Skip to content

Twitter Officially Removes Third-Party Clients

Twitter changes its API rules and removes third-party clients for good.

Stuart Breckenridge
Stuart Breckenridge
1 min read
Twitter Officially Removes Third-Party Clients
Photo by Christian Lue / Unsplash

Starting on 12th January, third-party Twitter clients could no longer access the Twitter API.

Six silent days later, @TwitterDev:

The next day, the Twitter Developer Agreement was updated:

You will not or attempt to...c) use or access the Licensed Materials to create or attempt to create a substitute or similar service or product to the Twitter Applications

This change has been made in a typically disingenuous way. No warning was given, and rules were enforced before they were written. I don't understand what Twitter will gain out of this.

  1. I don't imagine that the number of third-party app users is significant enough to dent Twitter's bottom line. Many of the users that are impacted by this will migrate to Mastodon. Twitter has lost the chance to monetise those users  in any meaningful way.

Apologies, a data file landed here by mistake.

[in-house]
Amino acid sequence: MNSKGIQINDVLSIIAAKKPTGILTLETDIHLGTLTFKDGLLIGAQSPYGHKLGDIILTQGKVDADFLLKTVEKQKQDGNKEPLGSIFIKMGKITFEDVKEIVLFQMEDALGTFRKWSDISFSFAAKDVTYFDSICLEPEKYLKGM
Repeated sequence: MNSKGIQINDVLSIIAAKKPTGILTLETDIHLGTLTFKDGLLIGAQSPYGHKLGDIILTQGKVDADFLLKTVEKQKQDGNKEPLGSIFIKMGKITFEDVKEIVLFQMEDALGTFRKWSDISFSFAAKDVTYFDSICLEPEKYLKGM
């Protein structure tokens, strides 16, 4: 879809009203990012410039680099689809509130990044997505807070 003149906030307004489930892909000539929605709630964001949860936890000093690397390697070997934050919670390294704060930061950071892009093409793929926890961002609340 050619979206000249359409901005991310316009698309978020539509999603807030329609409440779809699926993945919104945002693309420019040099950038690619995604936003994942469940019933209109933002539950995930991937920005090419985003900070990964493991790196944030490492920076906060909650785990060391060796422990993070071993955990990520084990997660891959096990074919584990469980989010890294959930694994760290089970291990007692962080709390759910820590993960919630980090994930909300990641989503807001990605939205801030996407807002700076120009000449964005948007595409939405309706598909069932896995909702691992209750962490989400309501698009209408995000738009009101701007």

2. Why would any developer work on anything that uses the Twitter API? Can developers trust Twitter?
  3. What constitutes substitute or similar? A client that renders a tweet? Does it need to have Like, Retweet, or Quote Tweet functionality?

Regardless, this change results in several of my favourite apps—Tweetbot and Twitteriffic—disappearing from the App Store as they no longer function. Even though I'm no longer on Twitter, I'm disappointed for third-party developers—they've contributed considerably to the Twitter ecosystem for over a decade.

The good news is that there's a considerable amount of creative work in the Mastodon client space: Ivory; Tusker; Mammoth; and Ice Cubes, to name a few[1]. So please do yourself a favour and try them out (and maybe delete your Twitter account while you're at it).

  1. We're even working on adding functionality to follow Mastodon users and hashtags in NetNewsWire. ↩︎

👨‍👧‍👦 Social